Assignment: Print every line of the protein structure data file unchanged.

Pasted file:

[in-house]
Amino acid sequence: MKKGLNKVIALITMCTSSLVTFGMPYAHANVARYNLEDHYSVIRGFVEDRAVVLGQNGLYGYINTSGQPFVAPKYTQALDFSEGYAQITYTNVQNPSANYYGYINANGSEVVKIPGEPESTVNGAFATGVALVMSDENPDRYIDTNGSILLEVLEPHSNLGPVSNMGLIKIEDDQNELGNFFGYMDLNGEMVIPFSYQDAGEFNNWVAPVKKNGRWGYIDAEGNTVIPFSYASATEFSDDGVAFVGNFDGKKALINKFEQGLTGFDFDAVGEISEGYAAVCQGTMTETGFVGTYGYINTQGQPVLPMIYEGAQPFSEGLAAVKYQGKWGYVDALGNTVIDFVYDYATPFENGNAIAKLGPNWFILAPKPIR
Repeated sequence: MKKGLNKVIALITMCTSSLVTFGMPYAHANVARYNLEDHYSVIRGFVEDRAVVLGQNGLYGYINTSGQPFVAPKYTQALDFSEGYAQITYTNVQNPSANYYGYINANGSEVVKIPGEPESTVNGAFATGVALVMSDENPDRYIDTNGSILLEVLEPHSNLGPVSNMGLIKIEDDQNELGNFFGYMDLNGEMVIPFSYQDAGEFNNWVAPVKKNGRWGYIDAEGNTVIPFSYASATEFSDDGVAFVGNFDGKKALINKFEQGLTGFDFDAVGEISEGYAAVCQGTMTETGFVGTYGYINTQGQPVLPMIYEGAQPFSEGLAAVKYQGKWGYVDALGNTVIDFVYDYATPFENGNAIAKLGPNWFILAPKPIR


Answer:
[in-house]
Amino acid sequence: MKKGLNKVIALITMCTSSLVTFGMPYAHANVARYNLEDHYSVIRGFVEDRAVVLGQNGLYGYINTSGQPFVAPKYTQALDFSEGYAQITYTNVQNPSANYYGYINANGSEVVKIPGEPESTVNGAFATGVALVMSDENPDRYIDTNGSILLEVLEPHSNLGPVSNMGLIKIEDDQNELGNFFGYMDLNGEMVIPFSYQDAGEFNNWVAPVKKNGRWGYIDAEGNTVIPFSYASATEFSDDGVAFVGNFDGKKALINKFEQGLTGFDFDAVGEISEGYAAVCQGTMTETGFVGTYGYINTQGQPVLPMIYEGAQPFSEGLAAVKYQGKWGYVDALGNTVIDFVYDYATPFENGNAIAKLGPNWFILAPKPIR
Repeated sequence: MKKGLNKVIALITMCTSSLVTFGMPYAHANVARYNLEDHYSVIRGFVEDRAVVLGQNGLYGYINTSGQPFVAPKYTQALDFSEGYAQITYTNVQNPSANYYGYINANGSEVVKIPGEPESTVNGAFATGVALVMSDENPDRYIDTNGSILLEVLEPHSNLGPVSNMGLIKIEDDQNELGNFFGYMDLNGEMVIPFSYQDAGEFNNWVAPVKKNGRWGYIDAEGNTVIPFSYASATEFSDDGVAFVGNFDGKKALINKFEQGLTGFDFDAVGEISEGYAAVCQGTMTETGFVGTYGYINTQGQPVLPMIYEGAQPFSEGLAAVKYQGKWGYVDALGNTVIDFVYDYATPFENGNAIAKLGPNWFILAPKPIR